Google announced a significant update to the capabilities of Google Analytics this week. If it were software rather than service, I would call it a dot release, maybe 3.2?

In an earlier Econsultancy post the emphasis about the release was on the enhanced mobile tracking. But for me, and I guess most marketers where mobile isn’t significant, these are the features which will be most important…

1. New Analytics Intelligence beta feature 

One of the biggest limitations with all web analytics systems is that that actually have zero intelligence. Despite this announcement, Google doesn’t truly help us with this… yet!

Web analytics systems still require a skilled analyst to ask the right questions and know where to look to find the answers.

Where to look to generate the biggest increases in conversion is one of the main topics we cover on the new course on Optimising your Site with Google Analytics.  

What Google does provide in the first increment of it’s Intelligence features is nonetheless welcome. It provides an alerting facility for which we had previously had to rely on plugins, Greasemonkey hacks or third-party dashboard software or services which used the Google API to identify problems.

As an example of the Intelligence feature, Google describes “calling out a 300% surge in visits from YouTube referrals last Tuesday or let you know bounce rates of visitors from Virginia dropped by 70% two weeks ago”.

You will also be able to set alerts in the interface and by email, a capability that has been one of the key benefits of rival such as Omniture.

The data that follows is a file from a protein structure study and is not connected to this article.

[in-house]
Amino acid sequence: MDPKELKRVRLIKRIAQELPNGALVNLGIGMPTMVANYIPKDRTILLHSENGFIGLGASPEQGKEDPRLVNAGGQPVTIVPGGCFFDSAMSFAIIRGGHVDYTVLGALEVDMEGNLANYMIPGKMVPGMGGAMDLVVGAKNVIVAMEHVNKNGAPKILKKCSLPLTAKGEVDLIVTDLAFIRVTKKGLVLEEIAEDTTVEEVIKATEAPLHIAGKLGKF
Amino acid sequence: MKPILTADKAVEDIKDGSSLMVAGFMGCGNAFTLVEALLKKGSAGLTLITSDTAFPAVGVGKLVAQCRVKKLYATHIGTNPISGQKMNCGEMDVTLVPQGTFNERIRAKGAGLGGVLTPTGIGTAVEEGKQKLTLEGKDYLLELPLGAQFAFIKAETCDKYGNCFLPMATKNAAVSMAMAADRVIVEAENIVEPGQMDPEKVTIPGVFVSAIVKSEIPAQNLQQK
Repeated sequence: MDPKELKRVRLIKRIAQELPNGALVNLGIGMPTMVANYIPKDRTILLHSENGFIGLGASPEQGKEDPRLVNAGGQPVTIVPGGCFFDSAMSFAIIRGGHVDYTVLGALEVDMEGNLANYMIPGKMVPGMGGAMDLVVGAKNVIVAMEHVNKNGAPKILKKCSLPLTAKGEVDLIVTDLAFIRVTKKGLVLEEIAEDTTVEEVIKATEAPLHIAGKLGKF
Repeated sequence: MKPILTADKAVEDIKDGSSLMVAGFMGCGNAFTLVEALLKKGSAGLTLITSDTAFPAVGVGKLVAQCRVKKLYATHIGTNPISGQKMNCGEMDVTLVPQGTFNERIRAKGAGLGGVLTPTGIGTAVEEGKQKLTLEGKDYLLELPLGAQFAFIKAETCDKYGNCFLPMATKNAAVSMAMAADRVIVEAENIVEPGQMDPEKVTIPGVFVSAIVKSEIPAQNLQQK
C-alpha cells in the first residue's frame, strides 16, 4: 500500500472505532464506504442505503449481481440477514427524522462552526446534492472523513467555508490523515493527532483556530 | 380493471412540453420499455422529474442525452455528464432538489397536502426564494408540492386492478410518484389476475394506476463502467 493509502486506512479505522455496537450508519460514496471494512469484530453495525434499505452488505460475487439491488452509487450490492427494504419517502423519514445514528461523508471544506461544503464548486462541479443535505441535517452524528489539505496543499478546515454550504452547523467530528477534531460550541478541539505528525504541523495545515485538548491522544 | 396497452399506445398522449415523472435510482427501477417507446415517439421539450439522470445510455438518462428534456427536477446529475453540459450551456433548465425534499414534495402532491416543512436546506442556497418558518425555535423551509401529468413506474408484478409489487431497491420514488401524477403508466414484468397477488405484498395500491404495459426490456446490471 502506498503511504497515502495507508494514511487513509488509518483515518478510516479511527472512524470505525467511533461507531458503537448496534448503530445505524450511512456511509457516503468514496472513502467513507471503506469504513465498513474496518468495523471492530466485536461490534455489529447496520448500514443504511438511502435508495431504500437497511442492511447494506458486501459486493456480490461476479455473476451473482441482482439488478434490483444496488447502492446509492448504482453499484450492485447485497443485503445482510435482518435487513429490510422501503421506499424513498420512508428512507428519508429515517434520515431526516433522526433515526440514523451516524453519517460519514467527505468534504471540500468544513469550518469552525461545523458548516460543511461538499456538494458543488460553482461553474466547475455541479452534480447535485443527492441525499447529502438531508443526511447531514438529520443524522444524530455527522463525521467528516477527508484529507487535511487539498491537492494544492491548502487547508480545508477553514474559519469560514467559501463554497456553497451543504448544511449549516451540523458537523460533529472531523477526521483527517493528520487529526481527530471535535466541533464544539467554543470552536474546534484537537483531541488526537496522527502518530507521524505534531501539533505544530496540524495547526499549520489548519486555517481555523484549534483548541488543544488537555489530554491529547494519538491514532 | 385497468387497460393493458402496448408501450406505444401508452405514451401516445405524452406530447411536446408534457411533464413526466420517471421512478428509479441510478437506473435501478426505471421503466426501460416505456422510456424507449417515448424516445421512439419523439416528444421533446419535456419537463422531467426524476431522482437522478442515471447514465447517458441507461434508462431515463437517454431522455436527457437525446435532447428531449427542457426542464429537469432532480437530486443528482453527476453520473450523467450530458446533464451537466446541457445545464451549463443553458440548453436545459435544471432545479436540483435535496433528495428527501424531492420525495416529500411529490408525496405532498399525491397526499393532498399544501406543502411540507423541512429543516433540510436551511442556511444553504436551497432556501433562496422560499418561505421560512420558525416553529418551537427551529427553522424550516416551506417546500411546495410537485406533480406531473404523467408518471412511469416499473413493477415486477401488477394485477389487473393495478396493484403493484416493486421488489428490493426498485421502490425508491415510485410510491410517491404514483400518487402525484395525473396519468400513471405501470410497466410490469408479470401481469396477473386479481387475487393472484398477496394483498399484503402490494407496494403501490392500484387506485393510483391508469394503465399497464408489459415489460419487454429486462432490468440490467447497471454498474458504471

2. Multiple Custom Variables for visitor segmentation

In their announcement, Google refers to “enterprise-class features” which their rivals have accused them of lacking. Alerts are one such feature and multiple custom variables are another.

I suspect many companies weren’t taking advantage of custom variables using the _serVar() Javascript function; I find surprisingly few use basic configurations such as conversion goals and $Index value.

Savvy companies were using these to segment customers against non-customers or registered/logged-in visitors against anonymous visitors to understand their behaviour and preferences. Previously the number of custom variables was limited, but it has been expanded so that it will be possible to track segments viewing different content types or with different levels of value or loyalty for instance.

3. Advanced Table filtering

This is a fantastic tool for conversion analysts and search marketers. To identify the biggest problems or – if you prefer – the biggest potential opportunities in Google Analytics in a structured way required you to export data into Excel for further analysis, but with the new Table filtering feature the analyst can identify problem keywords or pages. For example, if you want to find out pages with a bounce rate over 60% which receive over 10,000 page views a month you can now do this in place.

4. More goals

Hurrah! The limitation to four conversion goals in the previous version was the biggest complaint I heard about.

5. Engagement goals

Many non-transactional sites which use the web for brand or relationship-building struggle to identify relevant goals beyond email signups or leads. With engagement goals you can now set thresholds for time on site and number of pages viewed.

Arguably the best use for this is to exclude visitors who are not engaged at all i.e. poor quality traffic which isn’t well targeted. I suggest greater than 10 seconds  and greater than one or two pages per visit.

You can see that this upgrade isn’t really about the experience or the visuals, it’s about practical tools which will hopefully help companies change Google Analytics from a reporting tool to a sales or brand improvement system.

That is something to be commended and it marks another step in the evolution from a simple reporting system to an enterprise-class analytics system.